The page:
Bowles and Simpson Release New Deficit Reduction FrameworkFebruary 20, 2013
Erskine Bowles and Alan Simpson—co-chairs of President Obama’s 2010 Deficit Commission—released a fiscal framework on Tuesday to deal with the national debt. The framework proposes addressing both entitlement and tax reform as a way to offer a path towards compromise for both Republicans and Democrats.
According to the co-chairmen, instead of enacting a comprehensive debt reduction plan, lawmakers have opted to pursue fiscal reforms in steps—the first two have been accomplished through the Budget Control Act of 2011 and the American Taxpayer Relief Act enacted in January. Simpson-Bowles are now proposing two additional steps—step 3 focused on additional cuts and reforms and step 4 focused on securing our long-term debt trajectory.
The new plan would reduce the deficit by $2.4 trillion over the next ten years. Roughly one quarter of those savings would come from health care reforms and another quarter from tax reform. The remaining savings would come from a combination of mandatory spending cuts, stronger discretionary caps, and lower interest payments, among other things. House Republicans want to cut the deficit by $4 trillion, while the White House has set a $1.5 trillion goal. The Obama administration has also said that any deficit-reduction package must include new tax revenue as well as spending cuts.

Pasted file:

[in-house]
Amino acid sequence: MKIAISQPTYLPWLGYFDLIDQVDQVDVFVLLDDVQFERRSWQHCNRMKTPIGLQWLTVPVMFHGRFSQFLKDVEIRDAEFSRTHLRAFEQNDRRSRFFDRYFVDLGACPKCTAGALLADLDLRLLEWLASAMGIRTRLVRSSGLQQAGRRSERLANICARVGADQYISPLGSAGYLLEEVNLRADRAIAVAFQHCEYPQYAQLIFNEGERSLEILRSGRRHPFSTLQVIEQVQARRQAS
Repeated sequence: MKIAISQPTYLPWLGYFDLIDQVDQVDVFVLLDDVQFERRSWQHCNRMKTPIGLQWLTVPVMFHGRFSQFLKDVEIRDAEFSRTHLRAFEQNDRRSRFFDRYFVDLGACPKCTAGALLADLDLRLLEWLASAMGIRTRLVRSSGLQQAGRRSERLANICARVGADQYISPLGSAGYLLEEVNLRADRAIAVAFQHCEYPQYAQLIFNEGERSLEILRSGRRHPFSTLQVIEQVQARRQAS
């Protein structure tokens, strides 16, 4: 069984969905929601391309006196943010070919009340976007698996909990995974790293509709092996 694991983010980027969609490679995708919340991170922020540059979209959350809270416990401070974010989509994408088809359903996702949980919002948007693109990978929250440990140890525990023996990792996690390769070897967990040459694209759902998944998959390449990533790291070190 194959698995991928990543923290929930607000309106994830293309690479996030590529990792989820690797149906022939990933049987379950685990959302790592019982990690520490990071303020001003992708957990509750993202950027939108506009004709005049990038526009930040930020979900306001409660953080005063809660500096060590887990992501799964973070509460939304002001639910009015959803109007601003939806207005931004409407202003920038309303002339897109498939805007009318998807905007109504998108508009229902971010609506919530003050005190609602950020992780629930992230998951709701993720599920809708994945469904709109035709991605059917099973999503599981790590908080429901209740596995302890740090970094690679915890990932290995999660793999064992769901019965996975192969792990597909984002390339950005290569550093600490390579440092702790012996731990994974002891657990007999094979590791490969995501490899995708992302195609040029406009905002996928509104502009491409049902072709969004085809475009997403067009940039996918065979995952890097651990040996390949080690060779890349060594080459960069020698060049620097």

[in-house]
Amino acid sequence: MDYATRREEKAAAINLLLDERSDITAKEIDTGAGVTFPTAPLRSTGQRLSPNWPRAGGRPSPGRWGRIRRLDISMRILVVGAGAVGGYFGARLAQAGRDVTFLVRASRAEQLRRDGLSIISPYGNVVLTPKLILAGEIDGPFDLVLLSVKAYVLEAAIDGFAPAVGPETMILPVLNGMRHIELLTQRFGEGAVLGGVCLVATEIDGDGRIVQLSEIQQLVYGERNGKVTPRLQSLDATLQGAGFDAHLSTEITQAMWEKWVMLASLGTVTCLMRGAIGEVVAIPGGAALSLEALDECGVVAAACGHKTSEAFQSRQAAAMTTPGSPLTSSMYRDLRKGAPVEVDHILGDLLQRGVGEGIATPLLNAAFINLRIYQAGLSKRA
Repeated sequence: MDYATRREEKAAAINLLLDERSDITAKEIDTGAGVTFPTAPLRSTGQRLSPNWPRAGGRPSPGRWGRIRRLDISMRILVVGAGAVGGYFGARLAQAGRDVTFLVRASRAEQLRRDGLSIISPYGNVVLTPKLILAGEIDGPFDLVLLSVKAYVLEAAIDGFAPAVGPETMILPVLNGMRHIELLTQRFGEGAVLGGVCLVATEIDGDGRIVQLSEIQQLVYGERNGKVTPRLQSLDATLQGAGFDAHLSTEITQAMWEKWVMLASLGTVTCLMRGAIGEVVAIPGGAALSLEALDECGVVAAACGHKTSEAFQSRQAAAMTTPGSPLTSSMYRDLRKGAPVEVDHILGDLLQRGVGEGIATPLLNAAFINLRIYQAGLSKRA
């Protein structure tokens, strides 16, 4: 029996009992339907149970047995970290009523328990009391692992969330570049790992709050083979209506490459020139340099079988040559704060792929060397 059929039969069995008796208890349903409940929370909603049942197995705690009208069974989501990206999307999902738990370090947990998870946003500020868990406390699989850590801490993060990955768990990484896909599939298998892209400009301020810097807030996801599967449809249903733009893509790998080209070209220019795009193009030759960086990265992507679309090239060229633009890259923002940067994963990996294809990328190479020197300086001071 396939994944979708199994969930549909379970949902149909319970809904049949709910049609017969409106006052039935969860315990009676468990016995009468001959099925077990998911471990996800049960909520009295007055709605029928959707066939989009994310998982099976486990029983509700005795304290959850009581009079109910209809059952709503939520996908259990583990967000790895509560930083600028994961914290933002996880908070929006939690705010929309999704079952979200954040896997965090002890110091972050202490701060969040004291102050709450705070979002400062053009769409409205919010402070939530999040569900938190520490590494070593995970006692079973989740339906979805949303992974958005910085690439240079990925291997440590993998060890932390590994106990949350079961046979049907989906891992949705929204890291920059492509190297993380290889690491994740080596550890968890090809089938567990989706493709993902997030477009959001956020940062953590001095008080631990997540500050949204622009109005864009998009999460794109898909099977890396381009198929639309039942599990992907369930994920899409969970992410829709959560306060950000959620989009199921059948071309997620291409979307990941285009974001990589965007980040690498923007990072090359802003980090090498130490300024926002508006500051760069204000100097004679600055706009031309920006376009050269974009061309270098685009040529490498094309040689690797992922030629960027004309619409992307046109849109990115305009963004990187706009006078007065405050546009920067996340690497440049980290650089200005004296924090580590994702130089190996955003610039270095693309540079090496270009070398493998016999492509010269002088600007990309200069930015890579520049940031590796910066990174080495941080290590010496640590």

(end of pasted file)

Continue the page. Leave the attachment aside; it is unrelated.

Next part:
Specifically, the Simpson-Bowles plan would identify $600 billion in spending reductions through changes to health-care programs such as Medicare and Medicaid. Their proposal is roughly $200 billion more than the White House is willing to support. Bowles-Simpson recommend reducing Medicare and Medicaid spending by improving provider and beneficiary incentives throughout the health care system, reducing provider payments, reforming cost-sharing, increasing premiums for higher earners, adjusting benefits to account for population aging, reducing drug costs, and getting better value for our health care dollars.
Another $600 billion in deficit reduction would come from curbing or ending a number of tax expenditures, with a portion of saving from tax breaks dedicated to deficit reduction and the additional savings used to reduce rates and simplify the tax code.
The final $1.2 trillion in the proposal would come from lower caps on discretionary spending—the type Congress approves annually—changing the way cost-of-living increases are calculated for Social Security checks and other government benefits, cuts to farm subsidies, and changes to military and civilian retirement programs, among other things.
“The new plan,” Bowles said, “is intended to push both sides out of their comfort zone and move them closer to a deal.”
Bowles-Simpson plan to release more detailed recommendations at some point in the coming weeks to flesh out their framework after consulting with members of Congress.
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